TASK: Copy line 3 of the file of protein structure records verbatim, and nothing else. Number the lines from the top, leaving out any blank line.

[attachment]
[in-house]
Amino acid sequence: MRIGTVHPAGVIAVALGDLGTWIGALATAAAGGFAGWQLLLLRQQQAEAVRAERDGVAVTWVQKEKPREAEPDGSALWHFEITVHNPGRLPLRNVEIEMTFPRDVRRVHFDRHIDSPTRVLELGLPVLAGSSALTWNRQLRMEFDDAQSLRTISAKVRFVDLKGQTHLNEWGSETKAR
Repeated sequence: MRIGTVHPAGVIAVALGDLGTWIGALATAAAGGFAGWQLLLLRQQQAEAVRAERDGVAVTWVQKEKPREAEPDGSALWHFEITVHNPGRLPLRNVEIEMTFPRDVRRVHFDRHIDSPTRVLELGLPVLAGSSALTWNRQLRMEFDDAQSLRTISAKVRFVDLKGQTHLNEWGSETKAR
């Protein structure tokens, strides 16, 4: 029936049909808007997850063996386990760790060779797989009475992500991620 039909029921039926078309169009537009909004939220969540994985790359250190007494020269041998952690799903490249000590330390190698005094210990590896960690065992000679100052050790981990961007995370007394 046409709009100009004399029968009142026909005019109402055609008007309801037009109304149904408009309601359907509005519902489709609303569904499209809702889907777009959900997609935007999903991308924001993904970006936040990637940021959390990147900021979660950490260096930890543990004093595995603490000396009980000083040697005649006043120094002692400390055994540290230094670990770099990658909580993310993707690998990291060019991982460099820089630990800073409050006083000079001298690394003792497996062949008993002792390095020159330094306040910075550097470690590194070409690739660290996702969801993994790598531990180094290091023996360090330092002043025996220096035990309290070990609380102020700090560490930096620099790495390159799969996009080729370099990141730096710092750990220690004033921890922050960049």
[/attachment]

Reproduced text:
Repeated sequence: MRIGTVHPAGVIAVALGDLGTWIGALATAAAGGFAGWQLLLLRQQQAEAVRAERDGVAVTWVQKEKPREAEPDGSALWHFEITVHNPGRLPLRNVEIEMTFPRDVRRVHFDRHIDSPTRVLELGLPVLAGSSALTWNRQLRMEFDDAQSLRTISAKVRFVDLKGQTHLNEWGSETKAR